I would wish you the best of luck but you don’t need it – with such great learnings from your first interview, you will do beautifully on your next interview 🙂
The world’s population is getting older, while we face many economic, social, and intercultural problems. No wonder that the recent study (from September 2017) showed that social work belongs to the fastest growing careers in the United States. More than twenty people in average applied for every social worker job opening in the States.
If you are one of them, and wonder what will happen in your job interview, what questions will they ask, and how you should answer them, you have found the right website.
My name is Ellen King, I have worked for a leading recruitment agency within health & social care, and today I will help you to prepare for your social work interview. Welcome!
Job, or a mission?
Before we start analyzing particular interview questions, we should talk about the attitude you should show in your interview. Social work is not only a job–it is a mission, a calling, a way of life. At least that’s the way exceptional social workers approach their job, and we look for such workers in an interview.
Good social workers are proud of their jobs, and they enjoy doing them, becasue they understand the value they bring to the society with their work, on both local and global scale.
This attitude should be reflected in the enthusiasm and motivation you will show us in an interview, and also in your answers to the questions.
What questions will they ask?
The typical interview starts lightly, with a few so called “screening” questions. Hiring managers want to hear something about you, trying to understand your motivation, attitude to work, your communication skills, and basically they try to get a good grasp of you as a person.
Answering these questions, try to talk about things that are related to the job–your education in the field, your experience, your values, and motivation. We will ask you some of the following questions:
We will take notice of both your verbal and non-verbal communication, trying to understand if you have the right personality for the job, if you would not struggle working with our target group of clients. Try to stay focused, listen carefully to the questions, and speak to the point.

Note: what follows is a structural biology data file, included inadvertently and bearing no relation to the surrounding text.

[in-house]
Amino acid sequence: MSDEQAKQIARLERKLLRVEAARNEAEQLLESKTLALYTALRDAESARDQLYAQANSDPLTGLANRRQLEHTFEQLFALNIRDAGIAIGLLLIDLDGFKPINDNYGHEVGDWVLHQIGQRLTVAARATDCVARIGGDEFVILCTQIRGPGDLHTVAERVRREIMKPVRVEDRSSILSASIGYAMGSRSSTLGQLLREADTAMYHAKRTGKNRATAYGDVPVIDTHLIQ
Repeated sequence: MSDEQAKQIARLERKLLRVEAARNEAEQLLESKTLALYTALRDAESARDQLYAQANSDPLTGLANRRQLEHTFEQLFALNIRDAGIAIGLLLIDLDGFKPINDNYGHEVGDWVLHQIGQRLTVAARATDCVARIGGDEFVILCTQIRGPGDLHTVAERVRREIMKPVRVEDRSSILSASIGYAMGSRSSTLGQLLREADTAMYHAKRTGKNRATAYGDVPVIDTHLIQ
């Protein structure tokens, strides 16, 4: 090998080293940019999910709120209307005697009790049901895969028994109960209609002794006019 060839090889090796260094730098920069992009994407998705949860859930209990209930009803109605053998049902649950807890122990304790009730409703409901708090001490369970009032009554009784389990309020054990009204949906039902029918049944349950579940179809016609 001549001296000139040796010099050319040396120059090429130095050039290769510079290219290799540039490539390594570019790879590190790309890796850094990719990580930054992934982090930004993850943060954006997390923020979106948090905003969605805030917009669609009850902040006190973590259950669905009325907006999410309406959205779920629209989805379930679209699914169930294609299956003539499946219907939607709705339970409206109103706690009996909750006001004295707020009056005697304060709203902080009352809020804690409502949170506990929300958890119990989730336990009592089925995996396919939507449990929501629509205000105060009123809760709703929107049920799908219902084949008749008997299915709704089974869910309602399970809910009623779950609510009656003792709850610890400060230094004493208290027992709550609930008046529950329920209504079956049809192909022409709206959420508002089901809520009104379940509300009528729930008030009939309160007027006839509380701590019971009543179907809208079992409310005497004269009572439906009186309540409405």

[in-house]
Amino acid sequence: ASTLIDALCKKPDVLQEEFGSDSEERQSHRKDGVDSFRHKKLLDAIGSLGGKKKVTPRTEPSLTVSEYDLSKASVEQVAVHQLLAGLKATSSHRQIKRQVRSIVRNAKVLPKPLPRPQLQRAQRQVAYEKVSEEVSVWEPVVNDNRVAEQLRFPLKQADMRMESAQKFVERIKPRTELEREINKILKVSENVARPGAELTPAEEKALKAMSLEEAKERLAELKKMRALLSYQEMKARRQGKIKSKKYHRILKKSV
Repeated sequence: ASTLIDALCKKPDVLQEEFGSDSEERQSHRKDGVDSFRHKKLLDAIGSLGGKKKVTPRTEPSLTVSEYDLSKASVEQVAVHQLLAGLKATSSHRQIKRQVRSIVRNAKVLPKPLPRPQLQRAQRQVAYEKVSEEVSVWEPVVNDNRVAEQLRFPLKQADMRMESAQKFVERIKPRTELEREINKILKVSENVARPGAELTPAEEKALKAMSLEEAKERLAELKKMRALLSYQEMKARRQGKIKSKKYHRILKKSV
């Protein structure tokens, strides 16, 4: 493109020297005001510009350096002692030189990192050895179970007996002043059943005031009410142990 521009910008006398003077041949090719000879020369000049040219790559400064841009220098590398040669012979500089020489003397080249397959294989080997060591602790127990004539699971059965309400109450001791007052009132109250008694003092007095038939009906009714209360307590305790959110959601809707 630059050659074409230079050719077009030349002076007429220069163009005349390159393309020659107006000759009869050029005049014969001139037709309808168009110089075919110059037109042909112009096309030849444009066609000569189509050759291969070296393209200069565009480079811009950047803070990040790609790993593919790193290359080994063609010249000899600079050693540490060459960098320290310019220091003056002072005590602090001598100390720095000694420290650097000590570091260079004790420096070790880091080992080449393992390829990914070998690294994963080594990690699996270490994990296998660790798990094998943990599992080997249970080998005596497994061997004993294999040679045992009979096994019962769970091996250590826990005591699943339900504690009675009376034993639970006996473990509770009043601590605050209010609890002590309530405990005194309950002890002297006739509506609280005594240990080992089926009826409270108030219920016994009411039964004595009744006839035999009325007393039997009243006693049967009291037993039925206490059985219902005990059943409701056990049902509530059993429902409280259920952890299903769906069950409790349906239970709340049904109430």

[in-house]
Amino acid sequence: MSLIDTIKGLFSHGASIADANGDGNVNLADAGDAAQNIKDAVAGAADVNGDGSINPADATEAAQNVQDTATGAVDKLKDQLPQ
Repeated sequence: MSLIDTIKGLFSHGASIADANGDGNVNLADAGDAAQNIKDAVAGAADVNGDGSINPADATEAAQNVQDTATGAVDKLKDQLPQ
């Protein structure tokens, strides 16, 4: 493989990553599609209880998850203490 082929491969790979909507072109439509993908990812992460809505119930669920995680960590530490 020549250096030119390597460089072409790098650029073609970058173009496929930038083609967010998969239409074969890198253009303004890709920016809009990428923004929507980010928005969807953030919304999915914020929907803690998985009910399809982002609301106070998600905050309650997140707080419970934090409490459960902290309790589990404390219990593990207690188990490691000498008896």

Behavioral questions – second part of an interview
After the initial screening questions, we will ask you some behavioral questions. We will ask you about particular situations from your previous jobs (or from your studies if you apply for your first job). We will try to understand how you would act in your new job, and your attitude to various work-related situations. Let’s have a look at the common questions we use.
Behavioral questions can vary, depending on a specific role in social work you interview for. Think about your previous jobs for a while, and try to recall the pressure you felt, a situation when you met tight deadline, a moment of achieving success, and failure, a conflict you had with someone, etc.
Last part of an interview
Last stage of the interview process consists in specific questions, or if you want technical questions. These are mostly related to a particular job you try to get, unless we interview you in an agency (and have the same interview template for all applicants). See some common questions below:
Difficult, or easy interview?
Social work interview belongs to difficult job interviews. You will compete with many other job seekers, and you will have to convince us of your readiness to do the job, of your skills, and abilities.
If you want to prepare better than the other job applicants, you can check my eBook, the Social Work Interview Guide, in which I answer all difficult behavioral and technical questions, teach you winning interview strategies, and basically everything you need to know to interview with ease, and get a job.
Thank you, I wish you good luck in your interview.
Ellen King, Your personal job interview coach